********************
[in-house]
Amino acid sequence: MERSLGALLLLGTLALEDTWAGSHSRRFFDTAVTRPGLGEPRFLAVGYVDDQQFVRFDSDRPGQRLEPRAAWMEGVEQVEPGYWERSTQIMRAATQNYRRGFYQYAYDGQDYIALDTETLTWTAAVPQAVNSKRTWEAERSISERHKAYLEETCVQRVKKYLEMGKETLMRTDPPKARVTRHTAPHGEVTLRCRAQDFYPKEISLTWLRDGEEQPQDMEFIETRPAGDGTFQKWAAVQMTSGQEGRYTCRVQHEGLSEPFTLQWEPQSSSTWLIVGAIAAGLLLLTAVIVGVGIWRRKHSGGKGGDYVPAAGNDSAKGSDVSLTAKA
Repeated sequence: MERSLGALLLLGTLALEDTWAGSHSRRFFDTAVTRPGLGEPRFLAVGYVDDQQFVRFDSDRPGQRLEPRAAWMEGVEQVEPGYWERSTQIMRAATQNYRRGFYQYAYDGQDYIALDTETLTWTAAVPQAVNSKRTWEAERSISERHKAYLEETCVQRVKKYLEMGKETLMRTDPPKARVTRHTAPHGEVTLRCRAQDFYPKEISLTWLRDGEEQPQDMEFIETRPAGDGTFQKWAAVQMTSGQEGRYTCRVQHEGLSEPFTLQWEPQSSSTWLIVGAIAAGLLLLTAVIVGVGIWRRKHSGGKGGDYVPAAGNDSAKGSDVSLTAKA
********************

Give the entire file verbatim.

[in-house]
Amino acid sequence: MERSLGALLLLGTLALEDTWAGSHSRRFFDTAVTRPGLGEPRFLAVGYVDDQQFVRFDSDRPGQRLEPRAAWMEGVEQVEPGYWERSTQIMRAATQNYRRGFYQYAYDGQDYIALDTETLTWTAAVPQAVNSKRTWEAERSISERHKAYLEETCVQRVKKYLEMGKETLMRTDPPKARVTRHTAPHGEVTLRCRAQDFYPKEISLTWLRDGEEQPQDMEFIETRPAGDGTFQKWAAVQMTSGQEGRYTCRVQHEGLSEPFTLQWEPQSSSTWLIVGAIAAGLLLLTAVIVGVGIWRRKHSGGKGGDYVPAAGNDSAKGSDVSLTAKA
Repeated sequence: MERSLGALLLLGTLALEDTWAGSHSRRFFDTAVTRPGLGEPRFLAVGYVDDQQFVRFDSDRPGQRLEPRAAWMEGVEQVEPGYWERSTQIMRAATQNYRRGFYQYAYDGQDYIALDTETLTWTAAVPQAVNSKRTWEAERSISERHKAYLEETCVQRVKKYLEMGKETLMRTDPPKARVTRHTAPHGEVTLRCRAQDFYPKEISLTWLRDGEEQPQDMEFIETRPAGDGTFQKWAAVQMTSGQEGRYTCRVQHEGLSEPFTLQWEPQSSSTWLIVGAIAAGLLLLTAVIVGVGIWRRKHSGGKGGDYVPAAGNDSAKGSDVSLTAKA